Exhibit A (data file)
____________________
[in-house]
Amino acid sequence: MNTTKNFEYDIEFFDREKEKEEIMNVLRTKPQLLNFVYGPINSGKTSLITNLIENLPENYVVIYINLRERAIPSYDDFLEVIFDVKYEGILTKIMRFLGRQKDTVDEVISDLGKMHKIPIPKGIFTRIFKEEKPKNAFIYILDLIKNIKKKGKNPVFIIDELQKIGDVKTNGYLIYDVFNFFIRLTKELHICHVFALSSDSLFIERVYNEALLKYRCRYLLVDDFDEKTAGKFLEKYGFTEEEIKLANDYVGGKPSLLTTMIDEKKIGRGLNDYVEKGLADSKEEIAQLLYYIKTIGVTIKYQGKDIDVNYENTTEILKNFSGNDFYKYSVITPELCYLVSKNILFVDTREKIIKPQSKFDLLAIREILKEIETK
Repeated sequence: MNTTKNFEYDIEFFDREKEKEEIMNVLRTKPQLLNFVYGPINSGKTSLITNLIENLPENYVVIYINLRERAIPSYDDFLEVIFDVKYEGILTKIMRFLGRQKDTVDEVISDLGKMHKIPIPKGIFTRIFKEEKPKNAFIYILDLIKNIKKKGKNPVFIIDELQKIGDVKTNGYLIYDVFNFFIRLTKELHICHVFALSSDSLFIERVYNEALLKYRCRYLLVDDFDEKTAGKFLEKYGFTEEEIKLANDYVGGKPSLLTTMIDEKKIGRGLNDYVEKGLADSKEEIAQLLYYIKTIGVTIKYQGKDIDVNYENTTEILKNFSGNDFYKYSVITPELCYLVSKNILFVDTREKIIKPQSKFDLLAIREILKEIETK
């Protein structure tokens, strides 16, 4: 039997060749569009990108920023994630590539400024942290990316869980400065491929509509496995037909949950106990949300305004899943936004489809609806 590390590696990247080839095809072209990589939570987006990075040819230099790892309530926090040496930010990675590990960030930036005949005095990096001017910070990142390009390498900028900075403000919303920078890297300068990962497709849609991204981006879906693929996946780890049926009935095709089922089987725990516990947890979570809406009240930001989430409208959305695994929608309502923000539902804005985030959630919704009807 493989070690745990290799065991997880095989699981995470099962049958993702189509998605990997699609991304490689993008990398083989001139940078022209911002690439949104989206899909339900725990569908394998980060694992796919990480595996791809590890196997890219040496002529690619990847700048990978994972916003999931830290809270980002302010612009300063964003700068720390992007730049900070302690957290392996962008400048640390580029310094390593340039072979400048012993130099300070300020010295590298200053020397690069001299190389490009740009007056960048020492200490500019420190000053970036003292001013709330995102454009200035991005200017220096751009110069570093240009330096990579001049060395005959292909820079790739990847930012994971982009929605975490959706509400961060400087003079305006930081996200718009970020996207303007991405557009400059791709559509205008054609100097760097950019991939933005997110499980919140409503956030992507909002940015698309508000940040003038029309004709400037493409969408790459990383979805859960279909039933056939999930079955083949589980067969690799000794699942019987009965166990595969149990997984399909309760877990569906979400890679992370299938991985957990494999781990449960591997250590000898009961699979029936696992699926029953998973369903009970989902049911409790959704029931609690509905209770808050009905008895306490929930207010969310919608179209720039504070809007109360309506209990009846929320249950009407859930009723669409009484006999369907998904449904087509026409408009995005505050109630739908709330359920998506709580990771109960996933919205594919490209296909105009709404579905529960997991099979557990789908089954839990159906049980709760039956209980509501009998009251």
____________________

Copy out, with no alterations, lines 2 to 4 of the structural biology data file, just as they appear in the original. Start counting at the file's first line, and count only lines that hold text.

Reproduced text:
Amino acid sequence: MNTTKNFEYDIEFFDREKEKEEIMNVLRTKPQLLNFVYGPINSGKTSLITNLIENLPENYVVIYINLRERAIPSYDDFLEVIFDVKYEGILTKIMRFLGRQKDTVDEVISDLGKMHKIPIPKGIFTRIFKEEKPKNAFIYILDLIKNIKKKGKNPVFIIDELQKIGDVKTNGYLIYDVFNFFIRLTKELHICHVFALSSDSLFIERVYNEALLKYRCRYLLVDDFDEKTAGKFLEKYGFTEEEIKLANDYVGGKPSLLTTMIDEKKIGRGLNDYVEKGLADSKEEIAQLLYYIKTIGVTIKYQGKDIDVNYENTTEILKNFSGNDFYKYSVITPELCYLVSKNILFVDTREKIIKPQSKFDLLAIREILKEIETK
Repeated sequence: MNTTKNFEYDIEFFDREKEKEEIMNVLRTKPQLLNFVYGPINSGKTSLITNLIENLPENYVVIYINLRERAIPSYDDFLEVIFDVKYEGILTKIMRFLGRQKDTVDEVISDLGKMHKIPIPKGIFTRIFKEEKPKNAFIYILDLIKNIKKKGKNPVFIIDELQKIGDVKTNGYLIYDVFNFFIRLTKELHICHVFALSSDSLFIERVYNEALLKYRCRYLLVDDFDEKTAGKFLEKYGFTEEEIKLANDYVGGKPSLLTTMIDEKKIGRGLNDYVEKGLADSKEEIAQLLYYIKTIGVTIKYQGKDIDVNYENTTEILKNFSGNDFYKYSVITPELCYLVSKNILFVDTREKIIKPQSKFDLLAIREILKEIETK
């Protein structure tokens, strides 16, 4: 039997060749569009990108920023994630590539400024942290990316869980400065491929509509496995037909949950106990949300305004899943936004489809609806 590390590696990247080839095809072209990589939570987006990075040819230099790892309530926090040496930010990675590990960030930036005949005095990096001017910070990142390009390498900028900075403000919303920078890297300068990962497709849609991204981006879906693929996946780890049926009935095709089922089987725990516990947890979570809406009240930001989430409208959305695994929608309502923000539902804005985030959630919704009807 493989070690745990290799065991997880095989699981995470099962049958993702189509998605990997699609991304490689993008990398083989001139940078022209911002690439949104989206899909339900725990569908394998980060694992796919990480595996791809590890196997890219040496002529690619990847700048990978994972916003999931830290809270980002302010612009300063964003700068720390992007730049900070302690957290392996962008400048640390580029310094390593340039072979400048012993130099300070300020010295590298200053020397690069001299190389490009740009007056960048020492200490500019420190000053970036003292001013709330995102454009200035991005200017220096751009110069570093240009330096990579001049060395005959292909820079790739990847930012994971982009929605975490959706509400961060400087003079305006930081996200718009970020996207303007991405557009400059791709559509205008054609100097760097950019991939933005997110499980919140409503956030992507909002940015698309508000940040003038029309004709400037493409969408790459990383979805859960279909039933056939999930079955083949589980067969690799000794699942019987009965166990595969149990997984399909309760877990569906979400890679992370299938991985957990494999781990449960591997250590000898009961699979029936696992699926029953998973369903009970989902049911409790959704029931609690509905209770808050009905008895306490929930207010969310919608179209720039504070809007109360309506209990009846929320249950009407859930009723669409009484006999369907998904449904087509026409408009995005505050109630739908709330359920998506709580990771109960996933919205594919490209296909105009709404579905529960997991099979557990789908089954839990159906049980709760039956209980509501009998009251």